9th Sunday after Pentecost
A Reflection on Today’s Gospel
22 And straightway Jesus constrained his disciples to get into a ship, and to go before him unto the other side, while he sent the multitudes away. 23 And when he had sent the multitudes away, he went up into a mountain apart to pray: and when the evening was come, he was there alone. 24 But the ship was now in the midst of the sea, tossed with waves: for the wind was contrary. 25 And in the fourth watch of the night Jesus went unto them, walking on the sea. 26 And when the disciples saw him walking on the sea, they were troubled, saying, It is a spirit; and they cried out for fear. 27 But straightway Jesus spake unto them, saying, Be of good cheer; it is I; be not afraid. 28 And Peter answered him and said, Lord, if it be thou, bid me come unto thee on the water. 29 And he said, Come. And when Peter was come down out of the ship, he walked on the water, to go to Jesus. 30 But when he saw the wind boisterous, he was afraid; and beginning to sink, he cried, saying, Lord, save me. 31 And immediately Jesus stretched forth his hand, and caught him, and said unto him, O thou of little faith, wherefore didst thou doubt? 32 And when they were come into the ship, the wind ceased. 33 Then they that were in the ship came and worshipped him, saying, Of a truth thou art the Son of God. 34 And when they were gone over, they came into the land of Gennesaret.
In today’s Gospel, set immediately after the feeding of the 5000, there are a multitude of important lessons packed into a relatively short reading. It begins with Jesus sending his disciples away, while he goes up to the mountain to pray in solitude. St. John Chrysostom writes that Jesus does this “To teach us, that loneliness and retirement is good, when we are to pray to God.” And indeed we see in many occasions when Jesus goes to pray, he goes alone to a place of retreat, of silence and of peacefulness. The Golden Mouth tells us that this Gospel is “teaching us earnestly to seek such quietness in our prayers, as the time and place may confer. For the wilderness is the mother of quiet; it is a calm and a harbor, delivering us from all turmoils.” Compare this to the situation of the disciples, together but tossed about on the storms of the sea. The waves and the storm are like the constant temptations and troubles of the world which assault us every day as we wander through this fallen world. When we are separated from Christ, even in numbers, we are unable to safely navigate our way and are in constant peril of being overcome by the storm. St. John tells us that Christ sends them to sea without Him in order to create “a greater longing for Himself, and a continual remembrance of Him.” This same longing and remembrance of Christ must be in our hearts each day, if we are to overcome the temptations of the world.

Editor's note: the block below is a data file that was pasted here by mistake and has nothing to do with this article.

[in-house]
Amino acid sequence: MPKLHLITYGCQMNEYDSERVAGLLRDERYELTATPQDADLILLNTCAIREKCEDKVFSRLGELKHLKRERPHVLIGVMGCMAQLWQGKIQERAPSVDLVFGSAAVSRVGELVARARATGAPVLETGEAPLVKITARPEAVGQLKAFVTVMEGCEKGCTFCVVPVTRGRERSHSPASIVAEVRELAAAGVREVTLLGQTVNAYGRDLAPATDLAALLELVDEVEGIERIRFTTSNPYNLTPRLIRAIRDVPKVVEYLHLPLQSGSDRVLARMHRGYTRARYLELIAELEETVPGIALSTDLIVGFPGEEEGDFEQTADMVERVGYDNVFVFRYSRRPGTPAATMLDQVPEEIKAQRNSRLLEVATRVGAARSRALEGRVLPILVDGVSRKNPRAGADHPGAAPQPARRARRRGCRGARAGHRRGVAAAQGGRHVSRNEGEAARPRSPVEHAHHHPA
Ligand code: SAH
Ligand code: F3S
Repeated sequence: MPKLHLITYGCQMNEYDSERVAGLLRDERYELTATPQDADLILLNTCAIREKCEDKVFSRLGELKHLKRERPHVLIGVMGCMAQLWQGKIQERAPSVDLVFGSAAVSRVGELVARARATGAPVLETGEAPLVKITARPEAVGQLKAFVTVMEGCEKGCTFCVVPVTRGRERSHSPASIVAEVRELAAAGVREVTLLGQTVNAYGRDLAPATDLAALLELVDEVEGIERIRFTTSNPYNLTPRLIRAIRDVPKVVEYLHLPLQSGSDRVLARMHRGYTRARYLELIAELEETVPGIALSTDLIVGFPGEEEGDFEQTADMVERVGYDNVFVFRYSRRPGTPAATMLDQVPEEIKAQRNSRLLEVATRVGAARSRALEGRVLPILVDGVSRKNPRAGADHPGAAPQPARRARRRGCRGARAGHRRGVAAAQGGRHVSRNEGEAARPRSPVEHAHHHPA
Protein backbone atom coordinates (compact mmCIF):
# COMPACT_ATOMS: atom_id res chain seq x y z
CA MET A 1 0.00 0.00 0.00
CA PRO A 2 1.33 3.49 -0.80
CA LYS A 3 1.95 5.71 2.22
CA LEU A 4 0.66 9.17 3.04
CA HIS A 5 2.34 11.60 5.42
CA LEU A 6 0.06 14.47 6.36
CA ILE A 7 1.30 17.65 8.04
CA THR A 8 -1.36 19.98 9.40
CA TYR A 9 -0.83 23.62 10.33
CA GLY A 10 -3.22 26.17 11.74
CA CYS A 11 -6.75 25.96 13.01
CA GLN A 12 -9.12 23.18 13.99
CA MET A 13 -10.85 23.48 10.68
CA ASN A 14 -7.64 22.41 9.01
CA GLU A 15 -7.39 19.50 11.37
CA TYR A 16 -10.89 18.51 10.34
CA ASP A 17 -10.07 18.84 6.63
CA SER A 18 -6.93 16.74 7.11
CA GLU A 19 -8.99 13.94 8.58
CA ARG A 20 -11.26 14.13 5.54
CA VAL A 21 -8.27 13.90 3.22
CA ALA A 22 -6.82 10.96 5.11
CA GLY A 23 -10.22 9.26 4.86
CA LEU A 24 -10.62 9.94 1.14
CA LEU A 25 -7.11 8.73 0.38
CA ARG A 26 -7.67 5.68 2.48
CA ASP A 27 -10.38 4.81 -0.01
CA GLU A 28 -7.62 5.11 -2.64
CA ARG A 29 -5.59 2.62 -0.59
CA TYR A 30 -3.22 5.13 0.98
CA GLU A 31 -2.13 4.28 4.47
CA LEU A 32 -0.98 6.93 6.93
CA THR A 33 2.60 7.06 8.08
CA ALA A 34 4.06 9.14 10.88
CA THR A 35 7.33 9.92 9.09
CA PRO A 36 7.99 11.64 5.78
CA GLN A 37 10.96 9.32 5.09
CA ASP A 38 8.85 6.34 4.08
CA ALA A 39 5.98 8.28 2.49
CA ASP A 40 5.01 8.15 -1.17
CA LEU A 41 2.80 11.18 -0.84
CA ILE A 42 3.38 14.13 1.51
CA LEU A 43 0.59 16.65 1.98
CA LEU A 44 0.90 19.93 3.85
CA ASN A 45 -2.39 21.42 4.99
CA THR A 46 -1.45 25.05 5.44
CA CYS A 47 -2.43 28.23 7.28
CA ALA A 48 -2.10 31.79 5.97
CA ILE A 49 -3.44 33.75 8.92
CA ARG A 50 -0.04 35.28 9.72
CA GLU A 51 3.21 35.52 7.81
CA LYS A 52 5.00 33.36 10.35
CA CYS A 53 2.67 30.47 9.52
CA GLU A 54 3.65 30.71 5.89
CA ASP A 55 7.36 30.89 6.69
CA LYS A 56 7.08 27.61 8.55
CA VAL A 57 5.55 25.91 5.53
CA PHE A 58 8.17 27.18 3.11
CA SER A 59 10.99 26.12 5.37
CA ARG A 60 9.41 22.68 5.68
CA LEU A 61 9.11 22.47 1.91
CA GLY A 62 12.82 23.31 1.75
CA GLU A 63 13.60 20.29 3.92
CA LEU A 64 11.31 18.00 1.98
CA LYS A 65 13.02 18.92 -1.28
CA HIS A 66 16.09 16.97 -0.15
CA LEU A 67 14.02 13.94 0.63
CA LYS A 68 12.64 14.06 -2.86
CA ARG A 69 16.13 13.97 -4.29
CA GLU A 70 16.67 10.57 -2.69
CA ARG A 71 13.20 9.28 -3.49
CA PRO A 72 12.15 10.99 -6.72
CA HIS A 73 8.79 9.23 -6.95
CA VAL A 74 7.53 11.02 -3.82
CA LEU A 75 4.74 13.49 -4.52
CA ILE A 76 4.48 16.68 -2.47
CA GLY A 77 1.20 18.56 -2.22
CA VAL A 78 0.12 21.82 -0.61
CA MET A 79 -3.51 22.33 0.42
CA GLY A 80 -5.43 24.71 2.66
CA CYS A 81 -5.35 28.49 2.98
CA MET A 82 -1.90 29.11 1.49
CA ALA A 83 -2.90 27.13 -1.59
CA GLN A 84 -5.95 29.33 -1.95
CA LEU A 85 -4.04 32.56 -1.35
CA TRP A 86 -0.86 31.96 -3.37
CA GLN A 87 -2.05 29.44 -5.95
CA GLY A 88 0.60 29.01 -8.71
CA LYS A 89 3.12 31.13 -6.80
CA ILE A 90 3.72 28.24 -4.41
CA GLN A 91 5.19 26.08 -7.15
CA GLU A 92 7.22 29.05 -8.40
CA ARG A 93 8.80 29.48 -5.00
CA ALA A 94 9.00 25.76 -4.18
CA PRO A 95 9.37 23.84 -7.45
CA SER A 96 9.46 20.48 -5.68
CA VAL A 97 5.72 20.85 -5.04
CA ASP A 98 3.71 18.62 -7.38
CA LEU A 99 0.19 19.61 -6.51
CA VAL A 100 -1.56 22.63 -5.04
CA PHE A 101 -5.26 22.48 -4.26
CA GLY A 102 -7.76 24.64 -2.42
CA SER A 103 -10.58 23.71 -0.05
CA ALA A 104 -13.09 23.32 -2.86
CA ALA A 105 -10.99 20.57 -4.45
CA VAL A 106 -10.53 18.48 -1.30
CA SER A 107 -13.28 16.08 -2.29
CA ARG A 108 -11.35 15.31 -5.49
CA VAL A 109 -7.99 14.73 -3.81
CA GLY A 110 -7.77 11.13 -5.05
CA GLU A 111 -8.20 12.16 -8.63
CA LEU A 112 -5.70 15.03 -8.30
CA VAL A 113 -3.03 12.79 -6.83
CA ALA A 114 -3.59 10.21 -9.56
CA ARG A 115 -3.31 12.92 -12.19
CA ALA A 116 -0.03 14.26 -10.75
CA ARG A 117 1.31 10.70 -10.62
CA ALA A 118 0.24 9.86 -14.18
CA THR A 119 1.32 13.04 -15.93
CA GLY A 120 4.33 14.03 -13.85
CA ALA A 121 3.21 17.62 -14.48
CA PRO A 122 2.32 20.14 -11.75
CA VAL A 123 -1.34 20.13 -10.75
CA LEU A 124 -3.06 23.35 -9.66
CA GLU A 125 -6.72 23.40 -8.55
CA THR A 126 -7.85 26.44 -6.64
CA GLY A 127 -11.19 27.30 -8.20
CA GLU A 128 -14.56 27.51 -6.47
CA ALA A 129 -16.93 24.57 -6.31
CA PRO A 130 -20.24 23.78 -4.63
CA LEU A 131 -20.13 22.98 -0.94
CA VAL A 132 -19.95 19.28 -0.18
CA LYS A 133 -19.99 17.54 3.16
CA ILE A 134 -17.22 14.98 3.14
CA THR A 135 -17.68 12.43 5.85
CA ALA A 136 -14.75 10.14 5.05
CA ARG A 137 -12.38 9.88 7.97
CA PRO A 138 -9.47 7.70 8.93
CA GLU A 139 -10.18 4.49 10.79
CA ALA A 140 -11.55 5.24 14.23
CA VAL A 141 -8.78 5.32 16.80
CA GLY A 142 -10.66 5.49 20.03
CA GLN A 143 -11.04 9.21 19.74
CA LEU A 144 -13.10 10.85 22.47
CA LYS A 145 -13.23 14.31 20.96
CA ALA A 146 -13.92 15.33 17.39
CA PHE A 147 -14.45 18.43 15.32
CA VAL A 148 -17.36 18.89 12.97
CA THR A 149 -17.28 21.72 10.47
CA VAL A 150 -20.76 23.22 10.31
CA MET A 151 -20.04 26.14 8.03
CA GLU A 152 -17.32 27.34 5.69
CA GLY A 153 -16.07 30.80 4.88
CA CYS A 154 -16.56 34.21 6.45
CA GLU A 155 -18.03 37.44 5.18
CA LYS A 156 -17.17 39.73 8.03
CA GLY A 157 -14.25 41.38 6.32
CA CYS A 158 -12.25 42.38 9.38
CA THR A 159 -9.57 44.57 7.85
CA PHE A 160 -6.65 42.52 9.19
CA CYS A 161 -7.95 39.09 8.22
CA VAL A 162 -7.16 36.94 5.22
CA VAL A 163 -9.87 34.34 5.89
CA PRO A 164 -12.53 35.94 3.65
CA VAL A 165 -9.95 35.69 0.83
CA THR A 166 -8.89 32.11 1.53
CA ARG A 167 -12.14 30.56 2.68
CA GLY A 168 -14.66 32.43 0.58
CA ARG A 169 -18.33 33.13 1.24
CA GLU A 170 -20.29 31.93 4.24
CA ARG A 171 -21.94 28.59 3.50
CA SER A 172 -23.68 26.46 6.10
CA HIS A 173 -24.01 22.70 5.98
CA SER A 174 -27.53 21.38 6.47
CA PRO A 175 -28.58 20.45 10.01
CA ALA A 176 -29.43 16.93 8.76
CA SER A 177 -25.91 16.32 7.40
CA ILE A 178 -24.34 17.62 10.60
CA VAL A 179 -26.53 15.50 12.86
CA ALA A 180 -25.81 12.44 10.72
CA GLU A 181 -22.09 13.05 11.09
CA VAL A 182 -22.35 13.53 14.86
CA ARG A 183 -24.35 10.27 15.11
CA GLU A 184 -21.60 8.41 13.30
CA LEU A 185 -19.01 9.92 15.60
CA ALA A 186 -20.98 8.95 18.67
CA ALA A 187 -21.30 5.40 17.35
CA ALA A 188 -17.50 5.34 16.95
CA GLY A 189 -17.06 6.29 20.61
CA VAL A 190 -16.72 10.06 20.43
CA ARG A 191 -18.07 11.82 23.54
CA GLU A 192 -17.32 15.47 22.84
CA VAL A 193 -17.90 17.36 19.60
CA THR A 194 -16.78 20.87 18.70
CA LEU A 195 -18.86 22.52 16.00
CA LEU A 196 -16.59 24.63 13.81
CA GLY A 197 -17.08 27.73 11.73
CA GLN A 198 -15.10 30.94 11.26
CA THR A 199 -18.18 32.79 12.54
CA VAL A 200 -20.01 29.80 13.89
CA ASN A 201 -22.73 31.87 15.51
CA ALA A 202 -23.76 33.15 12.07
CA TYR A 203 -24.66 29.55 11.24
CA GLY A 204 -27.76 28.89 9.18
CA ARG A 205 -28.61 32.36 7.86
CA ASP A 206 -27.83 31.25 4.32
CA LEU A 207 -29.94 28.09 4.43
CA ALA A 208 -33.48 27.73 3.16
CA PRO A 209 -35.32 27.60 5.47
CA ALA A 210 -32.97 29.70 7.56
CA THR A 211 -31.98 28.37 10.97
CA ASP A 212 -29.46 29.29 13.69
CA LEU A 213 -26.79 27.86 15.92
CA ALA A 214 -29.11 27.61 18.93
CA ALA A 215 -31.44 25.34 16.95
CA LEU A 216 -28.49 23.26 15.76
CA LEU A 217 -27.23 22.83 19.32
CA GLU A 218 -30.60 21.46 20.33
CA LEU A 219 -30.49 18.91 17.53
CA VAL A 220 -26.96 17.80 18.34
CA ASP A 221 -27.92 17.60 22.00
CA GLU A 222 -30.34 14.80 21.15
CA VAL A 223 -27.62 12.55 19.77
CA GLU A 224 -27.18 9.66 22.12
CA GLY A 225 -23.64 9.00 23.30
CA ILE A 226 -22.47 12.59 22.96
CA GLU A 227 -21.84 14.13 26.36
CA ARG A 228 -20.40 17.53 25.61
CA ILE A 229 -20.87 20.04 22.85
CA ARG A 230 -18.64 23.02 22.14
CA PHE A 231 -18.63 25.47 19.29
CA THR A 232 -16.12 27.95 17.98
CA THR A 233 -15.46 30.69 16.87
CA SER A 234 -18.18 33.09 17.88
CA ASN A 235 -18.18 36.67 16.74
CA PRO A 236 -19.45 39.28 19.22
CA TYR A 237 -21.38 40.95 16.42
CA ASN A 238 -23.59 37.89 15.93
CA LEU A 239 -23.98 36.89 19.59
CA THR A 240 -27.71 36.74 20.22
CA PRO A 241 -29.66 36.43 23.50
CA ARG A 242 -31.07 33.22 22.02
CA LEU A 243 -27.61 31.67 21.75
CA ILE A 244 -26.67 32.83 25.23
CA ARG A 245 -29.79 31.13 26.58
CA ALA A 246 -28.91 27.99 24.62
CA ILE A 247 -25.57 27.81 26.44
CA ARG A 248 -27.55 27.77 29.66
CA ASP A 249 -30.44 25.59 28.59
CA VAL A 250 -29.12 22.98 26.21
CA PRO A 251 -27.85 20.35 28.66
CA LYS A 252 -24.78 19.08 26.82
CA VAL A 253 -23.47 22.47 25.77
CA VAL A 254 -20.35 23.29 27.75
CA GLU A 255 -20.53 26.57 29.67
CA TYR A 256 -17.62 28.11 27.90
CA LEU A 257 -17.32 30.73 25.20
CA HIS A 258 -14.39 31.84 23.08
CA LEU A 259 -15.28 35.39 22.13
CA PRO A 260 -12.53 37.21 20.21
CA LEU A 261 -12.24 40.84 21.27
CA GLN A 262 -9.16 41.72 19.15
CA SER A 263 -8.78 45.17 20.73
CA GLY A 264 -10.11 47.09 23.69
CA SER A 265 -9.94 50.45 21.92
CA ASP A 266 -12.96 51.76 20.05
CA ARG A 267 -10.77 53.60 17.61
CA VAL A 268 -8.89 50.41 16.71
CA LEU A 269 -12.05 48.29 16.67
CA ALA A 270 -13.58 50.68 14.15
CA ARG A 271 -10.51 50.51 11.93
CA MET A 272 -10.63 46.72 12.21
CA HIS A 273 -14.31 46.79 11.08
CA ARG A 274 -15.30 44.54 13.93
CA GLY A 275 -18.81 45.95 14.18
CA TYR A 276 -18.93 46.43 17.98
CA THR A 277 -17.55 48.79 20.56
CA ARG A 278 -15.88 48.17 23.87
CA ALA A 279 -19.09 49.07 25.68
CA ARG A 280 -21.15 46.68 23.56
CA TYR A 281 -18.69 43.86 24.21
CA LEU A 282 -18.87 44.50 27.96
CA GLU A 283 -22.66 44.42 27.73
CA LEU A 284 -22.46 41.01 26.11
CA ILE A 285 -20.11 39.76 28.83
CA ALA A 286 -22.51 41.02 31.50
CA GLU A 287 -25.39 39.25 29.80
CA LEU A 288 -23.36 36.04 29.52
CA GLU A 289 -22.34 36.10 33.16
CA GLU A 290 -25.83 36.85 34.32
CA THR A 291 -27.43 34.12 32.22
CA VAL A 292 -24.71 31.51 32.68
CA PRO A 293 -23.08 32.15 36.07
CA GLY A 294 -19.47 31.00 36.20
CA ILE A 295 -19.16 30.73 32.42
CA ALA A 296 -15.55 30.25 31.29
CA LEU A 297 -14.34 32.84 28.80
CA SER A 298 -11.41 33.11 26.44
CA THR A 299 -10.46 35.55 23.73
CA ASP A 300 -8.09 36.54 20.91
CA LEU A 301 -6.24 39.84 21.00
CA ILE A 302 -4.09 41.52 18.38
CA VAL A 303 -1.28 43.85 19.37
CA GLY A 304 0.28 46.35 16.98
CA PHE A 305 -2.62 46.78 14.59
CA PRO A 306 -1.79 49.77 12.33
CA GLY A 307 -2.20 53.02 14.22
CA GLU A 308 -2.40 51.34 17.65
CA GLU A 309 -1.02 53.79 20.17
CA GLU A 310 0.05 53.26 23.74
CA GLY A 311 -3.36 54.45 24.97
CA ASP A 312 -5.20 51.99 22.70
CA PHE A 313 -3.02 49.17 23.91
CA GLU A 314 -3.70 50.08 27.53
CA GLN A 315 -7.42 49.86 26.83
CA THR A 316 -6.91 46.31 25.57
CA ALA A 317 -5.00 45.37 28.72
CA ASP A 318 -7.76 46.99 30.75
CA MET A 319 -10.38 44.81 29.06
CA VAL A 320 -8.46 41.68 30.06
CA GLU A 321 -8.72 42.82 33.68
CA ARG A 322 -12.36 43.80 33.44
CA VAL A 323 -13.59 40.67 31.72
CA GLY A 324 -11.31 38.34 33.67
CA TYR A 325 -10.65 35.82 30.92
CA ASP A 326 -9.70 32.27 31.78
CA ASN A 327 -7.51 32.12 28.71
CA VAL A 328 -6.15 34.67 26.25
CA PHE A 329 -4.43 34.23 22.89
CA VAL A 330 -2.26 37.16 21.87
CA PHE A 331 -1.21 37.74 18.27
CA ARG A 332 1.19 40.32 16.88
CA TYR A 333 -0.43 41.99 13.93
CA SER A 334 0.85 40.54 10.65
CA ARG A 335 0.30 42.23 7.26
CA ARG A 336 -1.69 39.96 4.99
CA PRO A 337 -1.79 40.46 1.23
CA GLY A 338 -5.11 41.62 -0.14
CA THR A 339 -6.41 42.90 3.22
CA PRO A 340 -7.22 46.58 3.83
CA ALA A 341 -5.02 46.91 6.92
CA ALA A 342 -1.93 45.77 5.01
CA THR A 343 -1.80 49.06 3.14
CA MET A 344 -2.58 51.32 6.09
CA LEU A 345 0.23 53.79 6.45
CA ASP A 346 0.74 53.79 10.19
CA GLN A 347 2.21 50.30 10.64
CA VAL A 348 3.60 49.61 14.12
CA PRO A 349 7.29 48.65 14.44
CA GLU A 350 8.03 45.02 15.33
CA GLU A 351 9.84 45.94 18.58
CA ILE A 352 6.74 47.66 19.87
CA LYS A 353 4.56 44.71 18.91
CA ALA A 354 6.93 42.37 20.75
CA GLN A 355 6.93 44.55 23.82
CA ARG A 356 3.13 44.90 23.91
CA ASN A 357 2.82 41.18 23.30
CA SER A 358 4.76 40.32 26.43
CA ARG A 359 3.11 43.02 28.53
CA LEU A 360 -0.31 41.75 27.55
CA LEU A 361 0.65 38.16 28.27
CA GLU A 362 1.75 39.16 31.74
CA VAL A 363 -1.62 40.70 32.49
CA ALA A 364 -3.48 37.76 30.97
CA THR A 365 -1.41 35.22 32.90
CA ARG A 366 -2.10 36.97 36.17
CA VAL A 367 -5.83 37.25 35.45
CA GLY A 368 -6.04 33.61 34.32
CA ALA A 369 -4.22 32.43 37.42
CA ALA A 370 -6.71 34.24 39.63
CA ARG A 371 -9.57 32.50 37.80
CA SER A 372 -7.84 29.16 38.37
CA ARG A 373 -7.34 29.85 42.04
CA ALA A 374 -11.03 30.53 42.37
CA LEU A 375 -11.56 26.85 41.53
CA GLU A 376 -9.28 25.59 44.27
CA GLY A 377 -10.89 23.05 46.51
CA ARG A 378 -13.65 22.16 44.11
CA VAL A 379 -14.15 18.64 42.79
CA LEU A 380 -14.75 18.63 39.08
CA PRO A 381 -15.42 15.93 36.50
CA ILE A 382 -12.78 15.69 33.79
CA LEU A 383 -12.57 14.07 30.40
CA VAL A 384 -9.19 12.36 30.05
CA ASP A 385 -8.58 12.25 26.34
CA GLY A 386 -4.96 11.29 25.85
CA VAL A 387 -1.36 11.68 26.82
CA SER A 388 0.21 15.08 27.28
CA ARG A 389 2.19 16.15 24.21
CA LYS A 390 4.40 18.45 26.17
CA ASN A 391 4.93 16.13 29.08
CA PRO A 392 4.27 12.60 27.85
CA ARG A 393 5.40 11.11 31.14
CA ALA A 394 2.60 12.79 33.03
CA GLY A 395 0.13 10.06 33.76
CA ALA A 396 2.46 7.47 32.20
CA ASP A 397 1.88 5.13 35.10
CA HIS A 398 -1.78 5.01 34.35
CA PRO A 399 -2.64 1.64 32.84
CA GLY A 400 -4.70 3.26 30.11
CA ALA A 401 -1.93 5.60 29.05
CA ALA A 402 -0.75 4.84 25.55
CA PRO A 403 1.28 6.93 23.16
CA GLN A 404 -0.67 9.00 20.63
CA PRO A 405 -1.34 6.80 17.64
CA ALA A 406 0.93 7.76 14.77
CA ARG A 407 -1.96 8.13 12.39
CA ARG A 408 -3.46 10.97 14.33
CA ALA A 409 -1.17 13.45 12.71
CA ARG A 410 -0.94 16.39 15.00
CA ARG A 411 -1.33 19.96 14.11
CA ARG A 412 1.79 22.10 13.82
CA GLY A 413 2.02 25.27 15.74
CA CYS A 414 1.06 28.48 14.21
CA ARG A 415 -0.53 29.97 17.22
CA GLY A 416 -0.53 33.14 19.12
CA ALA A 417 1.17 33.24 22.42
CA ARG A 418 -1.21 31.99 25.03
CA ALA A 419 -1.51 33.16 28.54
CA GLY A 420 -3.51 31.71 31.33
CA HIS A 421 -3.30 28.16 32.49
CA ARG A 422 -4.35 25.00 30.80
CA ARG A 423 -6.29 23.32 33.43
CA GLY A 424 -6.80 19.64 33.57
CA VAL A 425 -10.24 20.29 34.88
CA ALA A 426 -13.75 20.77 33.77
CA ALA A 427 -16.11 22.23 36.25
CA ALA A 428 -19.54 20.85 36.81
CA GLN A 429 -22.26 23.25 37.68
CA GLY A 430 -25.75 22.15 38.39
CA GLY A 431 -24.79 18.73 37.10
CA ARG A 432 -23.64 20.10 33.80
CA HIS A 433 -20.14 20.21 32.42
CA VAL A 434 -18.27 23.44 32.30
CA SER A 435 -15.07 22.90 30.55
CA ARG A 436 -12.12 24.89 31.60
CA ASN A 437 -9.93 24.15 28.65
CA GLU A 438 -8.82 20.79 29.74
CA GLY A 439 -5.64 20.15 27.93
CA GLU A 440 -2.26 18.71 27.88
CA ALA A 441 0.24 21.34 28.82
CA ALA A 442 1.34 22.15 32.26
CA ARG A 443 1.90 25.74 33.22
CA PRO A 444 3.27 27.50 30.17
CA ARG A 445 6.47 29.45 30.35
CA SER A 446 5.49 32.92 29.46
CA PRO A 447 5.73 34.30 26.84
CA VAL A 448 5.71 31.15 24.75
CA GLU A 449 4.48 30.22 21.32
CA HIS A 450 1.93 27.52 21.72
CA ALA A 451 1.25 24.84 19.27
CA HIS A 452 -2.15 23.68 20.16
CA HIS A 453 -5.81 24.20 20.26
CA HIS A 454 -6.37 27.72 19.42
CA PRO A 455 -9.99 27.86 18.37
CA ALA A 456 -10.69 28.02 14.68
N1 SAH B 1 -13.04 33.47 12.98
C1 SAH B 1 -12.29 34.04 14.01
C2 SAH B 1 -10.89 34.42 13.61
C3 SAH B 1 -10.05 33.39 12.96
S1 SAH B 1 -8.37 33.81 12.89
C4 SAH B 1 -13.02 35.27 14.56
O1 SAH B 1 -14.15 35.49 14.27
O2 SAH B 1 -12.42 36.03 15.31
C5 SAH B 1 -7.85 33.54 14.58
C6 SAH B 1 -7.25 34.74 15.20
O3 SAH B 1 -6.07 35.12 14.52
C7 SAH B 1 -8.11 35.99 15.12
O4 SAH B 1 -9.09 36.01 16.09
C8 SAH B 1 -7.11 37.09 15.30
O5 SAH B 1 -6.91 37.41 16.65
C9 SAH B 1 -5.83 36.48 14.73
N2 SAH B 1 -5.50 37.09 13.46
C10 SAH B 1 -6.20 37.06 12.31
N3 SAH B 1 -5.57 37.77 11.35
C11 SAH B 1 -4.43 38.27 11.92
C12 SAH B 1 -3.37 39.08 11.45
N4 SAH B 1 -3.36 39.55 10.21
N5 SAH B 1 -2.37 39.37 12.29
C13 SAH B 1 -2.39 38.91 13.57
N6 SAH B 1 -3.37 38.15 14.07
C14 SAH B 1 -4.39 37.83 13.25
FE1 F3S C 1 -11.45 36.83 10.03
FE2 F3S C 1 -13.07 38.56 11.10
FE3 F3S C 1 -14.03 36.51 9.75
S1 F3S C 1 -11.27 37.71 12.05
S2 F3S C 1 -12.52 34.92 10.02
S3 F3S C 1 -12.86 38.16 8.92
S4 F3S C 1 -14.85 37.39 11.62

Now in the midst of this storm, Christ comes to the disciples, walking on the water. The Gospel tells us he comes in the fourth watch, toward the end of the night. Blessed Theophylact tells us that he comes in the fourth watch to teach us not to ask for a swift solution to our misfortunes, but to bear them bravely. Now this is an important lesson. Too often we expect that God will come swiftly and lift all of our cares from us. And if he doesn’t we curse him or we let doubt come into our hearts. But God gives us what we need in His time, not on our worldly schedules. Patient endurance is a great Christian virtue. It requires that we tamp down the passions of pride and egoism; that we cast off anger and wait in faith and in obedience. These are not things that are valued by the world today, but they are God given gifts to the faithful. As James writes in his Epistle, “Blessed is the man who remains steadfast under trial, for when he has stood the test he will receive the crown of life, which God has promised to those who love him.” James 1:12. The tribulations of the world must never be allowed to shake our faith in our ever loving and compassionate Lord. Instead let us “Rejoice in hope, be patient in tribulation, be constant in prayer.” (Romans 12:12), knowing that when Christ comes, the tempestuous seas will be calmed.